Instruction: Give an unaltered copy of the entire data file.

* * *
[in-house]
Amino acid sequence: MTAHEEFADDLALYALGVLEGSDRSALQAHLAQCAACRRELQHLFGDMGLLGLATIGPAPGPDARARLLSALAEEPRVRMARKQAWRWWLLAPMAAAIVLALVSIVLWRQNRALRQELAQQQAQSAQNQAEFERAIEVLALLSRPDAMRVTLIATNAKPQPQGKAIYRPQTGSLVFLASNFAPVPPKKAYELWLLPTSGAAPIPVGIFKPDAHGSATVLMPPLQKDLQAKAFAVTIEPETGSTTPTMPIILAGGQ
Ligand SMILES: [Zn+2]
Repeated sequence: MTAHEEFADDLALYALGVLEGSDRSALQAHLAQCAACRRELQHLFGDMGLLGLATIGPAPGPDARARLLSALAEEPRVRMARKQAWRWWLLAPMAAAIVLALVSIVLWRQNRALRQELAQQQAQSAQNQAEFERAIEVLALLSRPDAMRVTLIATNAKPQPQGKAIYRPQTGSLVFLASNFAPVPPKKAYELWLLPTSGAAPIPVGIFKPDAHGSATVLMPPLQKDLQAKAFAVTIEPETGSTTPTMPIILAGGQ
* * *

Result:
[in-house]
Amino acid sequence: MTAHEEFADDLALYALGVLEGSDRSALQAHLAQCAACRRELQHLFGDMGLLGLATIGPAPGPDARARLLSALAEEPRVRMARKQAWRWWLLAPMAAAIVLALVSIVLWRQNRALRQELAQQQAQSAQNQAEFERAIEVLALLSRPDAMRVTLIATNAKPQPQGKAIYRPQTGSLVFLASNFAPVPPKKAYELWLLPTSGAAPIPVGIFKPDAHGSATVLMPPLQKDLQAKAFAVTIEPETGSTTPTMPIILAGGQ
Ligand SMILES: [Zn+2]
Repeated sequence: MTAHEEFADDLALYALGVLEGSDRSALQAHLAQCAACRRELQHLFGDMGLLGLATIGPAPGPDARARLLSALAEEPRVRMARKQAWRWWLLAPMAAAIVLALVSIVLWRQNRALRQELAQQQAQSAQNQAEFERAIEVLALLSRPDAMRVTLIATNAKPQPQGKAIYRPQTGSLVFLASNFAPVPPKKAYELWLLPTSGAAPIPVGIFKPDAHGSATVLMPPLQKDLQAKAFAVTIEPETGSTTPTMPIILAGGQ